Saturday, December 1, 2012
TRADITIONALISTS SHOOT THEMSELVES IN THE FOOT AND BECOME HERETICS
Is Pope Benedict preparing the Church for his encyclical on Faith that will be given to the Church during this "Year of Faith." Of course I'm not the "Mentalist" or clairvoyant, but am I?
One of the most important speeches our Holy Father gave occurred in on December 22, 2005, shortly after his election. He gave the Curia and the Catholic world a road map of his papacy that will lead, in my most humble opinion, to the declaration of anathemas of various heresies that have developed since the Second Vatican Council, all revolving around just who has the right to interpret this Council. Guess what folks, it is the Pope and the bishops in union with him, but more importantly, it is the Supreme Pontiff! Traditionalists, as odd as this sounds, don't seem to get it. It is not odd though, for Progressives not to get it! You can read the Holy Father's Speech HERE!
Again, this is my most humble opinion, the Holy Father will simply say what his new Prefect for the Congregation for the Doctrine of the Faith as made explicit, Archbishop Gerhard Müller, that "Traditionalist and progressive camps that see the Second Vatican Council as a “rupture” both espouse a “heretical interpretation” of the Council and its aims."
Traditionalists don't like the new Prefect for the Congregation for the Doctrine of the Faith, at least, extreme traditionalists who now could be classified as heretics! Even on my blog, there are comments made against His Excellency, Archbishop Gerhard Müller, he himself appointed by our Holy Father to be the Holy Father's mouth piece. In fact Archbishop Muller seems to be acting as the former Joseph Cardinal Ratzinger did when he headed the very same office. This is exciting news!
At any rate, this really does illustrate how Traditionalists in the extreme become like leftist progressives, but with one difference. The extreme traditionalists think themselves above the Magisterium of the Church and the direction of the Holy See and the traditionalists see themselves as a parallel Church preserving tradition.
But in fact, they dispise the Holy See and the Holy Father like the leftist progressives do, but in a different way, but the mentality is the same.
Father Z has some interesting insights on this and I have a few quotes, but you can read it at his blog, HERE.
Father Z's money quotes:
“You can go into the ditch on either side of the road, left or right. Either way, you are still in a ditch.”
This has been my concern about some members and followers of the SSPX. Can they wind up stuck in the ditch, but on the opposite side of the road from where the LCWR and NCR and Tablistas are mired? I think that is possible, yes.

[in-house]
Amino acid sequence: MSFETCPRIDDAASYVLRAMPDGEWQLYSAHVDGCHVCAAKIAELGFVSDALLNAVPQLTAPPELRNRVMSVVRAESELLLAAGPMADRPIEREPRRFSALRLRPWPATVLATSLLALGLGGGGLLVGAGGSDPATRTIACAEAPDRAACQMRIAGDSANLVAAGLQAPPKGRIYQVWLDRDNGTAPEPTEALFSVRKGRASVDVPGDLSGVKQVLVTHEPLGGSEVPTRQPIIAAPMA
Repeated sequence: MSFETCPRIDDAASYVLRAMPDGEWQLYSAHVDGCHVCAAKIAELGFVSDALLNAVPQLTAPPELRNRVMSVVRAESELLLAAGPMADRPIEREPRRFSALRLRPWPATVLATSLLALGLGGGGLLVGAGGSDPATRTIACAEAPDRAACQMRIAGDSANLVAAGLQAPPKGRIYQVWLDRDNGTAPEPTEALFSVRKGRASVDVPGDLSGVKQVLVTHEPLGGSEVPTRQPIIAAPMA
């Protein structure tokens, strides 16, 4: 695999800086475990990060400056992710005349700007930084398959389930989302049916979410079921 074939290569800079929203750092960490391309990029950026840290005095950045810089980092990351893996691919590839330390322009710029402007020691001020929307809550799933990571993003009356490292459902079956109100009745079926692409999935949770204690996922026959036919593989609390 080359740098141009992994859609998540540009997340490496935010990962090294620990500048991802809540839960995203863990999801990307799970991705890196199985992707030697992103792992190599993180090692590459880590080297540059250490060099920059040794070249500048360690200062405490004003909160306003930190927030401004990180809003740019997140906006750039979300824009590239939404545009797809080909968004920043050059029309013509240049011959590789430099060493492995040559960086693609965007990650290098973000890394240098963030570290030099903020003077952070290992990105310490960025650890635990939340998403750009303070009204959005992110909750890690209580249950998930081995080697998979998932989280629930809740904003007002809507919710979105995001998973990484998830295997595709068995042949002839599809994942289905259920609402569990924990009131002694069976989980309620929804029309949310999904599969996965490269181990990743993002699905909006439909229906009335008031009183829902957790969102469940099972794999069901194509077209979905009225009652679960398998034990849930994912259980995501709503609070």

I don’t think it is all that easy to get yourself into the ditch, since Holy Church is pretty flexible when it comes to some things. Not so much in others, of course. And it is easier by far to go off the road to the left. The shoulder tilts over there and the Enemy of the Soul, it seems to me, is generally ignored on that side, to the peril of all who stray thither.
[I can see now what some on the left are going to do with this. They will say that Muller says that if you don't agree with the Pope on Vatican II, then you are a heretic. They won't make any distinctions about the actual texts in question. Thinking they have scored a point against traddies, they will lose sight of the fact that they themselves are pretty far from the Pope's view of Vatican II. Moreover, the Holy Father's interpretation of Vatican II texts isn't right merely because it is the interpretation of the Holy Father. That helps, of course, when it comes to revealed truth. But there are sound ways to interpret the Church's documents and bad ways. This Pope is right because he grasps the correct way of interpretation apart from the fact that he is also given the graces of the Petrine Office.]
[Sadly, heresy and other problems creep in through stressing points that are true. In a sense, we have to get on with things, a liberals want. But in truth that is because Vatican II, over now for close to 50 years, wasn't nearly as important in the list of Councils as they think it was. On the other side, since the Vatican II wasn't nearly as important as many think, those on the traditionalist side must absorb it, stop insisting that it either isn't a Council or that it must be interpreted in the most negative light possible, and move along with the rest.]
Posted by Fr. Allan J. McDonald at Saturday, December 01, 2012
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Sadly, this is true in some trad camps. I have had to stand up for the Vatican CDF as well as other congregations. The favourite thing to do is pick one's own area of dissent and then criticize the cardinals and bishops involved.
Right on with this good post. The secondary effect is direct disobedience to local ordinaries. If one is disobedience, or at least, has a rebellious attitude towards Rome regarding matters which one deems are not trad enough, this is a problem I have even heart FSSP priests state the Council was a rupture. I could have my own opinion, but it is my duty to conform my mind to the Church through the Chair of Peter and pray over the areas I do not understand.